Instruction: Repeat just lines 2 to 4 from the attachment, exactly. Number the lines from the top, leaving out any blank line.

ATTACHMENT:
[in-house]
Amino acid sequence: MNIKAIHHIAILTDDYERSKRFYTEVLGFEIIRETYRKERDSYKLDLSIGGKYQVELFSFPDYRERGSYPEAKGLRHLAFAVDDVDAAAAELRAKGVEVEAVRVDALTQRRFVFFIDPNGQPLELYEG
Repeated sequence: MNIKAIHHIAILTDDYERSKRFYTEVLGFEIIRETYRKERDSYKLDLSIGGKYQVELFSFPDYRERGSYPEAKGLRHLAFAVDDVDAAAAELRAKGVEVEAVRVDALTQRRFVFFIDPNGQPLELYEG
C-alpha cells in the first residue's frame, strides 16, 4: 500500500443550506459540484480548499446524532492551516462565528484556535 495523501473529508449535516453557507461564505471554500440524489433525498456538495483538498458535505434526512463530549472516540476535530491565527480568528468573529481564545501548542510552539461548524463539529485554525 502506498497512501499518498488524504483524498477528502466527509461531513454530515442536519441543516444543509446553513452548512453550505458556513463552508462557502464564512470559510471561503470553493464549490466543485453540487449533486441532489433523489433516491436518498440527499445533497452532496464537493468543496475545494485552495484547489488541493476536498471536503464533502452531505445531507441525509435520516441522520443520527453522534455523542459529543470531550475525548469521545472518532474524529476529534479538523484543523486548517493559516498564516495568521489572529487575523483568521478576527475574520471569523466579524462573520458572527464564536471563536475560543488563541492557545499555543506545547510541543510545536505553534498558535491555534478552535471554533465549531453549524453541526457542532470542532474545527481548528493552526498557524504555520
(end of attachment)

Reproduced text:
Amino acid sequence: MNIKAIHHIAILTDDYERSKRFYTEVLGFEIIRETYRKERDSYKLDLSIGGKYQVELFSFPDYRERGSYPEAKGLRHLAFAVDDVDAAAAELRAKGVEVEAVRVDALTQRRFVFFIDPNGQPLELYEG
Repeated sequence: MNIKAIHHIAILTDDYERSKRFYTEVLGFEIIRETYRKERDSYKLDLSIGGKYQVELFSFPDYRERGSYPEAKGLRHLAFAVDDVDAAAAELRAKGVEVEAVRVDALTQRRFVFFIDPNGQPLELYEG
C-alpha cells in the first residue's frame, strides 16, 4: 500500500443550506459540484480548499446524532492551516462565528484556535 495523501473529508449535516453557507461564505471554500440524489433525498456538495483538498458535505434526512463530549472516540476535530491565527480568528468573529481564545501548542510552539461548524463539529485554525 502506498497512501499518498488524504483524498477528502466527509461531513454530515442536519441543516444543509446553513452548512453550505458556513463552508462557502464564512470559510471561503470553493464549490466543485453540487449533486441532489433523489433516491436518498440527499445533497452532496464537493468543496475545494485552495484547489488541493476536498471536503464533502452531505445531507441525509435520516441522520443520527453522534455523542459529543470531550475525548469521545472518532474524529476529534479538523484543523486548517493559516498564516495568521489572529487575523483568521478576527475574520471569523466579524462573520458572527464564536471563536475560543488563541492557545499555543506545547510541543510545536505553534498558535491555534478552535471554533465549531453549524453541526457542532470542532474545527481548528493552526498557524504555520